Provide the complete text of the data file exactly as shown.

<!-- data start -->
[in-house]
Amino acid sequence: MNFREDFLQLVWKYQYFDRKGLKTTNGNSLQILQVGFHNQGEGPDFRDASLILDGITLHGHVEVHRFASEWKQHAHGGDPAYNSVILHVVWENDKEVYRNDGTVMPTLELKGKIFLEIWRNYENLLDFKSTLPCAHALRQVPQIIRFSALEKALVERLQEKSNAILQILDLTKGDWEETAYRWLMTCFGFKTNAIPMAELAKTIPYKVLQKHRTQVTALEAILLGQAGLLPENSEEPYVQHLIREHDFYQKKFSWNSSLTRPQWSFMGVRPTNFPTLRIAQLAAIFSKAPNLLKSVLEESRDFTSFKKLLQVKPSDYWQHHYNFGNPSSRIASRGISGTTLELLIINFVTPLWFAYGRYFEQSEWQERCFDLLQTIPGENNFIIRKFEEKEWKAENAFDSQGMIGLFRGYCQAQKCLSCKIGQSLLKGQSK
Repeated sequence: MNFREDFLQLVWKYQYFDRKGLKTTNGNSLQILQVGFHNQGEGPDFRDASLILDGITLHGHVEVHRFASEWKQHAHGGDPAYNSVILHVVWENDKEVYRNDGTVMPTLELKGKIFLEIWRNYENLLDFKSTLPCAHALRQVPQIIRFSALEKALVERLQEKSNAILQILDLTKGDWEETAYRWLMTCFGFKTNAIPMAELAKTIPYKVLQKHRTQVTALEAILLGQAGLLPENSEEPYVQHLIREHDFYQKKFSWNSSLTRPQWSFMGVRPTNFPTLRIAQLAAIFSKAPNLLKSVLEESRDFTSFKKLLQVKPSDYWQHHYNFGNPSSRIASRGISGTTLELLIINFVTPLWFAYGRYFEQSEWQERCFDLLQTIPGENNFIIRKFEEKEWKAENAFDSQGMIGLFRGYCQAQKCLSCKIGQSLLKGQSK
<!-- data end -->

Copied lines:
[in-house]
Amino acid sequence: MNFREDFLQLVWKYQYFDRKGLKTTNGNSLQILQVGFHNQGEGPDFRDASLILDGITLHGHVEVHRFASEWKQHAHGGDPAYNSVILHVVWENDKEVYRNDGTVMPTLELKGKIFLEIWRNYENLLDFKSTLPCAHALRQVPQIIRFSALEKALVERLQEKSNAILQILDLTKGDWEETAYRWLMTCFGFKTNAIPMAELAKTIPYKVLQKHRTQVTALEAILLGQAGLLPENSEEPYVQHLIREHDFYQKKFSWNSSLTRPQWSFMGVRPTNFPTLRIAQLAAIFSKAPNLLKSVLEESRDFTSFKKLLQVKPSDYWQHHYNFGNPSSRIASRGISGTTLELLIINFVTPLWFAYGRYFEQSEWQERCFDLLQTIPGENNFIIRKFEEKEWKAENAFDSQGMIGLFRGYCQAQKCLSCKIGQSLLKGQSK
Repeated sequence: MNFREDFLQLVWKYQYFDRKGLKTTNGNSLQILQVGFHNQGEGPDFRDASLILDGITLHGHVEVHRFASEWKQHAHGGDPAYNSVILHVVWENDKEVYRNDGTVMPTLELKGKIFLEIWRNYENLLDFKSTLPCAHALRQVPQIIRFSALEKALVERLQEKSNAILQILDLTKGDWEETAYRWLMTCFGFKTNAIPMAELAKTIPYKVLQKHRTQVTALEAILLGQAGLLPENSEEPYVQHLIREHDFYQKKFSWNSSLTRPQWSFMGVRPTNFPTLRIAQLAAIFSKAPNLLKSVLEESRDFTSFKKLLQVKPSDYWQHHYNFGNPSSRIASRGISGTTLELLIINFVTPLWFAYGRYFEQSEWQERCFDLLQTIPGENNFIIRKFEEKEWKAENAFDSQGMIGLFRGYCQAQKCLSCKIGQSLLKGQSK